Why not read them a story while they snack, as a calm and loving way to prepare for their daytime nap.  But remember, just 1 story, otherwise you will be reading forever!!  If you finish the book before they finish the food, go back and talk about the pictures or their favourite page.


5.  Offer a Small Feed for Babies

Like the idea above, a slightly full tummy can help baby settle into a full 40 min -1.5 hour long nap.  But be careful not to do it right before nap time.  Feed and burp thoroughly, then make sure your baby is upright for at least 5 - 10 minutes, to avoid a mid-nap spit up or air bubble in the tummy.  

Sit bub on your lap facing out, and enjoy a simple picture book for a few minutes.  It may be the same book each nap time - babies love familiar pictures and will feel so relaxed from listening to your soothing voice and feeling your cuddle.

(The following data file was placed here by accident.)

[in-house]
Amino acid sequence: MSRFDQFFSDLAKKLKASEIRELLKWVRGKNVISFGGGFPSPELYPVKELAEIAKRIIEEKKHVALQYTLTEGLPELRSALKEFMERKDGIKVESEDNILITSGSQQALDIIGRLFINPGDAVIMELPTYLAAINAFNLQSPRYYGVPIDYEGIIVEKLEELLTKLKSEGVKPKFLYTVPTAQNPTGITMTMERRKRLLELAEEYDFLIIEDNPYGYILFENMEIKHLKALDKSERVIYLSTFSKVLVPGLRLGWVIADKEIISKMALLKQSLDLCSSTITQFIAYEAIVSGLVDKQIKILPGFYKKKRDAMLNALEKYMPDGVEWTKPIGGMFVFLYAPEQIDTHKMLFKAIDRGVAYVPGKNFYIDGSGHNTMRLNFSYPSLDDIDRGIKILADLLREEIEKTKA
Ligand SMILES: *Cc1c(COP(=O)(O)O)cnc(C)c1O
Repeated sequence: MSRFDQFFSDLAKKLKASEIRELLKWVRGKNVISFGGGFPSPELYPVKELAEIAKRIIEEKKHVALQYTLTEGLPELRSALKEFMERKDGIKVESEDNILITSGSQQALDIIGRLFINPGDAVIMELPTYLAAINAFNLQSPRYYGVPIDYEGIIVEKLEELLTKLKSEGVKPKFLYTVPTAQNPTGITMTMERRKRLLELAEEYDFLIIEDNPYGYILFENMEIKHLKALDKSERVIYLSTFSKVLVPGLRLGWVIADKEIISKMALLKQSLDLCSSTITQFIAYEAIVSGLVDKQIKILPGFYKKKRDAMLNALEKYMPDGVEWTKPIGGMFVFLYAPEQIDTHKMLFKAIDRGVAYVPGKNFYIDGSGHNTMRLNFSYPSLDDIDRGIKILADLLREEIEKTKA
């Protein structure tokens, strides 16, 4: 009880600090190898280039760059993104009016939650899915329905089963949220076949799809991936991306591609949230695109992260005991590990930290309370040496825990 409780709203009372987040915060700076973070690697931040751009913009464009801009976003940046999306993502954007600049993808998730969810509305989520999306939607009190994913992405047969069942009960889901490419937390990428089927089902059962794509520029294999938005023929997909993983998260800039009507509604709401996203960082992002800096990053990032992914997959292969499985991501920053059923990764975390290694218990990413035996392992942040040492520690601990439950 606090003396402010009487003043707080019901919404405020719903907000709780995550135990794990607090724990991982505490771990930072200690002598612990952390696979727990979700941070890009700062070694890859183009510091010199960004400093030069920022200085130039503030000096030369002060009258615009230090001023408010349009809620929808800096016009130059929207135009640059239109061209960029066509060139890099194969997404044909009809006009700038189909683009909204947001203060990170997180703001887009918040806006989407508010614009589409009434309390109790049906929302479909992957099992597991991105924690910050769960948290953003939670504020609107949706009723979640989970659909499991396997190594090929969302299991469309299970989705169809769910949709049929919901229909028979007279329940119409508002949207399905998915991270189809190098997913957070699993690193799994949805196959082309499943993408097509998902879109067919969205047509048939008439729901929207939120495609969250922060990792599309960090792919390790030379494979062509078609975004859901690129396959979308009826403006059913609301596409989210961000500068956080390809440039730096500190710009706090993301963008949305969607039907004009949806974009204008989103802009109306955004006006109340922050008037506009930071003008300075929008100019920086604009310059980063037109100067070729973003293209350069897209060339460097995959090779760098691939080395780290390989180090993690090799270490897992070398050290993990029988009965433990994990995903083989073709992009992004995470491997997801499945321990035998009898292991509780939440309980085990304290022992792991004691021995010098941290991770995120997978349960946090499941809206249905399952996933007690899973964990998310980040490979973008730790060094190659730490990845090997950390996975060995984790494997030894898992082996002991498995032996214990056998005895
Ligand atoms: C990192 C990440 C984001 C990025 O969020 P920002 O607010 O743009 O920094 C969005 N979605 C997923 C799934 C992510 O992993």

6.  Avoid too many On-The-Go Naps

Life is busy but baby naps that happen in the car or pram or child carrier are less restorative than sleep that happens in the cot.  Sometimes it's unavoidable, but try to have the majority of nap times each week in a consistent place in the home environment.


7. The Swing or Baby Swaddle Nap

A daytime nap in an infant swing or baby swaddle can be a bit of heaven for an exhausted parent who will do anything to get their baby to sleep.  We understand, as we have all had those days (or weeks, or months!!)  when we would pay a million dollars just for a short window of downtime from a demanding baby.